Instead of risking a tow or ticket the OPP, we found a Howard Johnson to crash for the night. I’ve been needing a good solid sleep pretty badly, so just as always, everything happens for a reason.
Despite the fact that almost everybody said Northern Ontario would be a drag, I’ve found it to be beautiful and diverse. About every minute you’ll pass by another lake, and see families of deer trotting through the snow.
Generally people know how to drive here, they will let you merge and everyone mostly sticks to the speed limit, the locals anyways. I saw more than a couple Saskatchewan plates zooming at 110 km/h towards a $95 speeding ticket.
We stopped for the night In Thunder Bay, an impressive little city on Lake Superior. Dissapointingly there is no real waterfront per se, mostly just factories and commercial docks.
It’s supposed to be -6 tonight, slightly less cold than the previous night. We still plan to prepare for the bitter cold and insulate the van as much as possible.
Tomorrow we carry on to the area around Sault Ste Marie (I still don’t know how Sault became ‘Sue’) along Highway 17. It’ll be a good 8 hour drive.
We had our first Walmart Parking lot experience the other night, trying to get some much needed rest in paranoia and the freezing cold. It was sufficient, and with a full tank of gas we decided we could easily clear Manitoba today and land over the Ontario border.
The plains became even more monotonous by the time we left Regina, it was like an endless frozen sea. Apart from a few more trees and bumpy hills, Manitoba was for the most part the same as Saskatchewan. As we stopped at the border, we saw a little prairie dog trying to cross the road. We drove through Winnipeg for about an hour just to get a feel for the place. It was a windy, congested, but lively city. Not the best place to set up camp mind you.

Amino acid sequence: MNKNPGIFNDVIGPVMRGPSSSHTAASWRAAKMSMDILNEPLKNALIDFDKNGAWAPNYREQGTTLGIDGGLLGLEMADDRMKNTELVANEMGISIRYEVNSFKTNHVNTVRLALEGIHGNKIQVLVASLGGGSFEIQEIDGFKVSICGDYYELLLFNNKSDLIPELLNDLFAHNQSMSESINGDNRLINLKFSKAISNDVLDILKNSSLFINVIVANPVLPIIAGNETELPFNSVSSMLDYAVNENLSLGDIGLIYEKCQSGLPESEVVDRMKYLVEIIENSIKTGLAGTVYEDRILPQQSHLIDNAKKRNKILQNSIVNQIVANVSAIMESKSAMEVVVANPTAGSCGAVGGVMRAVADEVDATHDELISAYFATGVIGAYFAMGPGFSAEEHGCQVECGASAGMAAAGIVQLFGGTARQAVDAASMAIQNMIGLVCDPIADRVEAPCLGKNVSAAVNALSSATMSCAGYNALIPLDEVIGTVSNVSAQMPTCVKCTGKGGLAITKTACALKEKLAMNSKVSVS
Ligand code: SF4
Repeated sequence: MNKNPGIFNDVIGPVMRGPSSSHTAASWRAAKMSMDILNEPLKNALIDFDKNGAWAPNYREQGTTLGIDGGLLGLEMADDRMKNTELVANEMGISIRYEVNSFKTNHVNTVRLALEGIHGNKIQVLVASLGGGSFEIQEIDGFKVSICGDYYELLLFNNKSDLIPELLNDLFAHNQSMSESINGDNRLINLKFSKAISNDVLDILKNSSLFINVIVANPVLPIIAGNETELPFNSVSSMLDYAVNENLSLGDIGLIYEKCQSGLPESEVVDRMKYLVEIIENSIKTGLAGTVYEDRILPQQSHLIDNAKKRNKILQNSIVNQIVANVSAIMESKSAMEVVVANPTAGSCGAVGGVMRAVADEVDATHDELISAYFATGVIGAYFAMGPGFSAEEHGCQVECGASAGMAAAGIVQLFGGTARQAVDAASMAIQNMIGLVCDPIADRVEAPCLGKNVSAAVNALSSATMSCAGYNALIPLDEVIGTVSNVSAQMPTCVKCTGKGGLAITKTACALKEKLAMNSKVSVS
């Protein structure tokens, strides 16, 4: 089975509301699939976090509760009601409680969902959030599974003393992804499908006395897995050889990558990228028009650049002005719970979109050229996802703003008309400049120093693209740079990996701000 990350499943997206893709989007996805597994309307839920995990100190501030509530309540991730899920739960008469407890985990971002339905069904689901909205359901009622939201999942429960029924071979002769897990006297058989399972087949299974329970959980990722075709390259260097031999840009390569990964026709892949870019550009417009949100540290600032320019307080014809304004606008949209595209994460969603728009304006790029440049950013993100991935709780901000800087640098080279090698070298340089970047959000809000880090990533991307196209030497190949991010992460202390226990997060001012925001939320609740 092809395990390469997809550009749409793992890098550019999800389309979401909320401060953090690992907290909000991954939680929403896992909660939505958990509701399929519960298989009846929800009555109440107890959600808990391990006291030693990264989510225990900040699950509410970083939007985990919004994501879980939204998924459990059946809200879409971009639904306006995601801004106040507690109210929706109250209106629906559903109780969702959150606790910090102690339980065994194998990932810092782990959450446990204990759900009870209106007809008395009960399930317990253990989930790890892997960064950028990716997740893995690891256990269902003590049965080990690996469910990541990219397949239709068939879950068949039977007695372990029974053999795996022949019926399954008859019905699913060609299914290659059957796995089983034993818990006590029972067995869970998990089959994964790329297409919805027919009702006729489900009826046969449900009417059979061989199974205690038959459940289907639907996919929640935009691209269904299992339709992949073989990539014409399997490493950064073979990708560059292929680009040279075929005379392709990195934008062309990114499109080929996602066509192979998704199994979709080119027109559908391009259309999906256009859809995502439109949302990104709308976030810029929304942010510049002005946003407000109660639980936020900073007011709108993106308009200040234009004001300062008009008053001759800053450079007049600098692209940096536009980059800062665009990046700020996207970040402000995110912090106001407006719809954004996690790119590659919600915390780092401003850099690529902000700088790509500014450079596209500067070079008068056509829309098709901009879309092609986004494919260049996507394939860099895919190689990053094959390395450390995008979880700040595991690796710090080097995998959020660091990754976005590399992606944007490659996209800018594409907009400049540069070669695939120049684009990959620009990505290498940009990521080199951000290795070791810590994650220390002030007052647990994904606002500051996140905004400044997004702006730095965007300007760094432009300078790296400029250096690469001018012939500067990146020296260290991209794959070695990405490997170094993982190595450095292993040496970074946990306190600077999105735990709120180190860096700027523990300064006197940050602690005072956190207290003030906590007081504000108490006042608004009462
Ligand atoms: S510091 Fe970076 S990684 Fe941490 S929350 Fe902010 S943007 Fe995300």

Kenora, Ontario was just about two hours away from Winnipeg, a town barely big enough to have a Walmart. What a nice little town it was too, the centre was built right around a calm lake. We were surprised to see seagulls flying over, so far from any ocean (Lake Superior is not far away however).
The Walmart had signs prohibiting overnight RV parking, so this was a bit of a deterrent as you can imagine. One of the managers assured us this just applied to RV’s, and only during the camping season.
Today we are going to pass through Thunder Bay, hopefully find another small town like this one.
After being woken from a much needed sleep by the Banff parks board, we hit the road right away. We cruised through Calgary and Medicine hat at 110 km/h, stopping only to stretch.
It was a beautiful drive, particularly the far west side of Saskatchewan. The steppe-like plains came as a surprise, they were more hilly and grey than the flat fields we were expecting.
As it flattened we became less enthusiastic about Saskatchewan, the snow covered fields looked like a frozen sea. We arrived in Moose Jaw around 6 PM, and although we planned to stay there, the place had an unwelcoming feel to it. (we only saw the far outskirts of the town, but that’s where we would have had to stay) We decided to continue to Regina instead, just as snow started to fall.
Regina is a nice looking city, the roads were pretty rough here but we managed to find a Walmart to park at after driving around in circles for an hour. It’s a cold and arid night, but we retired early as to have a quick start tomorrow.